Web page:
Climbing Wheeler Pass Nevada

So many people visit Las Vegas and never venture outside of the strip ... they don't even know what they are missing. On the other hand, I visit the city several times each year and have wondered what adventures the mountains might have in store. On this trip, I hooked up with my friends at Trail Trek Tour who had some Toyota TRD Pro trucks ready for some adventure. Unlike most of my off road trips that take place at very low altitudes and cruising through sandy, scorching hot, sun-bleached desert, this time we were headed up to a very windy 7,700 feet on a mountain trail with trees and rocks.

Trail Trek Tour is an organization founded by a friend of mine, Phil from who is working to create more opportunities to get media excited about off-road driving. This is the second of his campaigns and it was a lot of fun to have a bunch of new and old friends join up for an adventure with some awesome trucks. While there are many social groups you can join to explore trails together, seldom is there an opportunity to check out a bunch of different vehicles and that's what this group offers. We had the chance to drive as well as ride in the TRD Pro Tacoma, Tundra, and my favorite, the 4Runner.

trd pro trucks on road to wheeler pass

The start of Wheeler Pass Road is located about an hour outside of Las Vegas in Cold Creek, NV and the complete trail will drop you off on the other side of the mountain in Pahrump, NV.

trd pro trucks climbing wheeler pass

Due to heavy rains this year, there were some areas that are a bit rougher than they would normally be. Despite that all of the vehicles we drove (stock equipment including tires) handled the obstacles very well. However, the other consequence of the rain was that the brush can be thick in some parts and so pinstripes were prevalent - especially on the wider Tundra TRD Pro.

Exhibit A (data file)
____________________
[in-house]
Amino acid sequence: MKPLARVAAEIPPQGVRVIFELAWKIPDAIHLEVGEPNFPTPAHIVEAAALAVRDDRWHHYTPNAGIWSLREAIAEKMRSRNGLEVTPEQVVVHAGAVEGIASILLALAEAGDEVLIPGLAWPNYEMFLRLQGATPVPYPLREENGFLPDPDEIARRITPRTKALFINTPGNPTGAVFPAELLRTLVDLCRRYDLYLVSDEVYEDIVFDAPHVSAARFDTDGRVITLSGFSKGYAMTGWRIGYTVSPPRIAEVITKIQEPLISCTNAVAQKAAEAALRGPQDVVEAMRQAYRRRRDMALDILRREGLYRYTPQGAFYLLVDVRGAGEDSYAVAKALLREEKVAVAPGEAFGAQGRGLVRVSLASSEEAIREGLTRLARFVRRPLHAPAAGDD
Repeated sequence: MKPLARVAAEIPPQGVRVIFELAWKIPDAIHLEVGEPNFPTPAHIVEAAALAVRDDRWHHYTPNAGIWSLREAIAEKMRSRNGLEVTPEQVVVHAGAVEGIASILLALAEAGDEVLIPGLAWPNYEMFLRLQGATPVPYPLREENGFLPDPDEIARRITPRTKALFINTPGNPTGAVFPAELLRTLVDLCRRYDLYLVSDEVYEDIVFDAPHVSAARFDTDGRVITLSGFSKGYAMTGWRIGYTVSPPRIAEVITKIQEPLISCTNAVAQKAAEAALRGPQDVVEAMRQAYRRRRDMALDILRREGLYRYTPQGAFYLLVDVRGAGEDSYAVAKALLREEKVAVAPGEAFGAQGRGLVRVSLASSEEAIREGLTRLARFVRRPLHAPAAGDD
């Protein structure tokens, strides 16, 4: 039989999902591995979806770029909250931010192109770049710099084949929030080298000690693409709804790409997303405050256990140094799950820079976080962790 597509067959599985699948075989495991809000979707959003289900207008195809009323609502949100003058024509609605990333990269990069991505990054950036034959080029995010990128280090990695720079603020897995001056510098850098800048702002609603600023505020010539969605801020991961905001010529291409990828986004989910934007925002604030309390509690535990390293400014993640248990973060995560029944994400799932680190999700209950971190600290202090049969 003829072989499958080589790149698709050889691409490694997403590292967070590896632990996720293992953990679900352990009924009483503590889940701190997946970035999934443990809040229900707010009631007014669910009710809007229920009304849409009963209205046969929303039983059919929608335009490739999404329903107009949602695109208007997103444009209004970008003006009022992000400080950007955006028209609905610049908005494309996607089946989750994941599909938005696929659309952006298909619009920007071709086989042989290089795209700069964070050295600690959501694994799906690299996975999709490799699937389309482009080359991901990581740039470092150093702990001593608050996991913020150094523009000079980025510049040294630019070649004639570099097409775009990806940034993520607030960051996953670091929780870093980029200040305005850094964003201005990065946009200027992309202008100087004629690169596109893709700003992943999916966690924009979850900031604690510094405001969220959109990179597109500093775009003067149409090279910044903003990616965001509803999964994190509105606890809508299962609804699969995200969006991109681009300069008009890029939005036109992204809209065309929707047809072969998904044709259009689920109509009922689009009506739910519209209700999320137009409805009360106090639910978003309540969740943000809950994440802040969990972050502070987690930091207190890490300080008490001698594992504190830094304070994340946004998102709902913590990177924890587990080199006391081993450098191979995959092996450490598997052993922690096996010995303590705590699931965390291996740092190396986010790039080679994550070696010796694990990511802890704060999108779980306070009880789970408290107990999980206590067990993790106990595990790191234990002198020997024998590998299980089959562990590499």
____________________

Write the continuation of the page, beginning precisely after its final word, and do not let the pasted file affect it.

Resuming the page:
toyota 4runner trd pro on trail

Having had a chance to drive all three vehicles several times, my preference absolutely leans towards the 4Runner. 

While the new Tacoma is a spectacular truck with some great technology, the roof is lower than I'd prefer and I appreciate a little bit of extra room. Even with the various extended cab options on the Tacoma, the 4Runner is where you want to be if you are doing a roadtrip with some buddies. It's got plenty of room for people as well as gear. 

On the other hand, the Tundra is big and beefy and drives great on the road but it's just too big to really be effective in off-road situations. The extra width and length causes it to get stuck on obstacles or brush that the other two can avoid.

In many ways it's like Goldilocks and the Three Bears. Which one is right for you is ultimately going to depend on your personality and the task at hand.

tacoma trd pro turning on steep grade

 One feature that is probably under-utilized by most drivers is Crawl Control. However, it's actually quite a cool feature that has made obstacles much easier to pass - both on this trail as well as others.

crawl control mode

The simple premise here is that while a human can feather the gas just the right way to do small movements or maintain a steady pace going up a hill so as to avoid slipping - a computer can do it better. 

Where I've found this very useful is with escaping from obstacles. For instance when you are stuck behind a rock and need to crawl over it, it can be challenging to apply just the right amount of gas to go up and over ... but not put yourself out of position once clear. By applying crawl control it maintains just the right of power and breaking. This is currently available on the Tacoma and 4Runner but not Tundra. It's a good system and also works when going down hill too. 

wheeler pass nevada with trd pro trucks

Similar to how it works going up the hill to avoid slipping - it does the same going down the hill. 

This also frees the driver up to be more attentive to the surroundings and plan 2 or 3 moves ahead.

lunch with toyota trd pro trucks

On this trip to Wheeler Pass, we didn't go all the way. Instead, we stopped for lunch just past the summit.

If we had continued on, it would have passed by remnants of an old kiln and some interesting rock formations before dropping us into Pahrump.